Bolivia’s battles: Facing democratic instability and inequality amidst a global pandemic
Considered to be the poorest country in South America after Venezuela, it was imperative that Bolivia’s response to the COVID-19 pandemic be efficient in order to avoid a rapid spread of the virus, which would have dangerous impacts on the most vulnerable. Bolivia also happens to be at a critical point in its history, where these coming months will determine the democratic state of the country. In November of 2019, Janine Áñez (then second-vice president of the senate) stepped in as interim president of the country after Evo Morales and other senior officials resigned from power following nation-wide protests in response to a controversial election.
Her time in power was intended to bring stability to the country, with the central mission of organizing new elections. These were scheduled to occur on May 3rd, but were postponed due to the COVID-19 pandemic. The Áñez government has become increasingly controversial in the public’s eye, as increased militarism, cases of corruption, and persecution against opposition have increased the country’s desire to hold new elections. This pandemic has allowed the Áñez government to hold onto their power longer in order to manage this public health emergency. This article will break down the current public health situation in Bolivia, as well as the societal implications of this pandemic and how its heightened existing inequality and democratic instability.
Bolivia was one of the first countries in Latin America to take measures against COVID-19 by enforcing a national quarantine on March 22nd. This decision followed the closure of land borders to all but Bolivian nationals on March 19th and then a full closure on March 25th. These early steps allowed Bolivia to sustain a low and manageable number of cases in the first month, but an easing of restrictions has contributed to an alarming recent rise in cases. The country is now nearing an “explosive pandemic,” according to Virgilio Prieto, the chief epidemiologist of the Ministry of Health.
COVID-19 cases have been largely focused on the Eastern departments of Bolivia, where as of July 22nd Santa Cruz accounts for 30,887 out of the 62,357 cases. The disparity of cases between the Bolivian departments may be attributed to the vast difference in altitude, as some international researchers have noticed possible links between living in high altitude and lowered chances of coronavirus infection. However, there has now been an increase in cases in the higher-altitude Western departments, which has consequently caused a collapse in hospitals and the funerary sector in the department of Cochabamba.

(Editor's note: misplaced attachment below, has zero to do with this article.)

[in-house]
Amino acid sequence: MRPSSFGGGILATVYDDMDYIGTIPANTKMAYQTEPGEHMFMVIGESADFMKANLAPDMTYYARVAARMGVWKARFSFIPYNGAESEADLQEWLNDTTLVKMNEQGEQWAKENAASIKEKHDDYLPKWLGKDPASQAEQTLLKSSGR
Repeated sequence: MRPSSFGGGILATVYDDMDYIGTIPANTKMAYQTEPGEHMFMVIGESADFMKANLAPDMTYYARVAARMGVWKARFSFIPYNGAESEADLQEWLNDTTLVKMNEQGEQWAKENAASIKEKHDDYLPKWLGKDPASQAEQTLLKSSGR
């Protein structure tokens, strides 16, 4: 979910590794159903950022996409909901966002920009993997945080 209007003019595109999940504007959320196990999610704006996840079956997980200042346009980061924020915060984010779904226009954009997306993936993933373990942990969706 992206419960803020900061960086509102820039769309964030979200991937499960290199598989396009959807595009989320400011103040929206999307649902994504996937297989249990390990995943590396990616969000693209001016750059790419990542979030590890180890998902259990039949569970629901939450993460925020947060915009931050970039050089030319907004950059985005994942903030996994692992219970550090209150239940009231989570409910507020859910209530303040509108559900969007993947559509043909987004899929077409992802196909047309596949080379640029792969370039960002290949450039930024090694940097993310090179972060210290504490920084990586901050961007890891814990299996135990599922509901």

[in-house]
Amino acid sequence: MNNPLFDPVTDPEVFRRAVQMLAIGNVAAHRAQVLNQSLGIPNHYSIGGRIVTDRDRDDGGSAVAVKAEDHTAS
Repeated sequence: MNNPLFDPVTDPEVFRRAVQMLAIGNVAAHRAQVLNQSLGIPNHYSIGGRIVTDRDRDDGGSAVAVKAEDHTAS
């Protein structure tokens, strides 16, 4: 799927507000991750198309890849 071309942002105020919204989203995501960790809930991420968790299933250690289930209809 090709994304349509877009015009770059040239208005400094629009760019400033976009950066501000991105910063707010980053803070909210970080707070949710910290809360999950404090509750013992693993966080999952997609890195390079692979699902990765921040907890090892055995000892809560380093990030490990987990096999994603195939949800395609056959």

This rise in cases after an almost three month quarantine has been attributed to a general relaxation of social distancing measures, both by local governments and by residents breaking public health suggestions. The pressure to relax lockdown measures and even disregard them all together has mostly been attributed to large portions of society facing a need to return to work in order to support themselves and their families.
The mandated lockdowns around the country severely limited all activities except for grocery stores and markets, which harmed citizens who rely on other sources of income that can not be done remotely. According to the IMF, Bolivia has the world’s largest informal economy, making up 62.3% of the country’s GDP. The restrictions that have been put in place to decrease the spread of COVID-19 severely harmed this informal way of working and a staggering number of Bolivian citizens have had their livelihoods disproportionately affected by the pandemic.
In order to support these citizens, the Bolivian government has created the Family Bond, which gives 500 bolivianos (72 USD) per child for Bolivians who have school children enrolled in public or private institutions. Additionally, the Family Basket will give 400 bolivianos (57 USD) to disabled citizens and expecting mothers who don’t have health insurance while the Universal Bond will give 500 bolivianos to all those who are over the age of 18. These new stipends were introduced to help mitigate the effects of this pandemic on more vulnerable citizens, but there have already been reports that some Bolivians have had trouble getting these stipends. This delay could have grave effects on the livelihoods of those who rely on the stipends to sustain them during this time.
Large-scale protests have started to arise as different parts of Bolivian society have demands that range from increased government protections, a rejection of quarantine measures, or asking that they be allowed to return to work. One such example were the protests that occurred on June 16th, where artists and workers went out into the streets to demand that the Ministry of Culture be reinstated after the Áñez government defunded the ministry to save costs in the face of the coronavirus pandemic.
This was seen as a controversial move because the establishment and presence of the Ministry of Culture was seen as a symbolic way for Bolivia to represent the culture of its indigenous people, which make up about 48% of the population, but have been historically discriminated against and excluded from government and positions of power. According to Cochabamba assembly member Estela Rivera, it is estimated that about 100,000 artists and musicians have lost their jobs, which would have been helped by a socio-cultural fund that was being put together by the ministry.
“There is no money, we know that the spread of the infection is serious right now, but what can we do?” – Silvia Aguilar, representative of the Association of Embroiders of Folk Art
A Collapse in Essential Sectors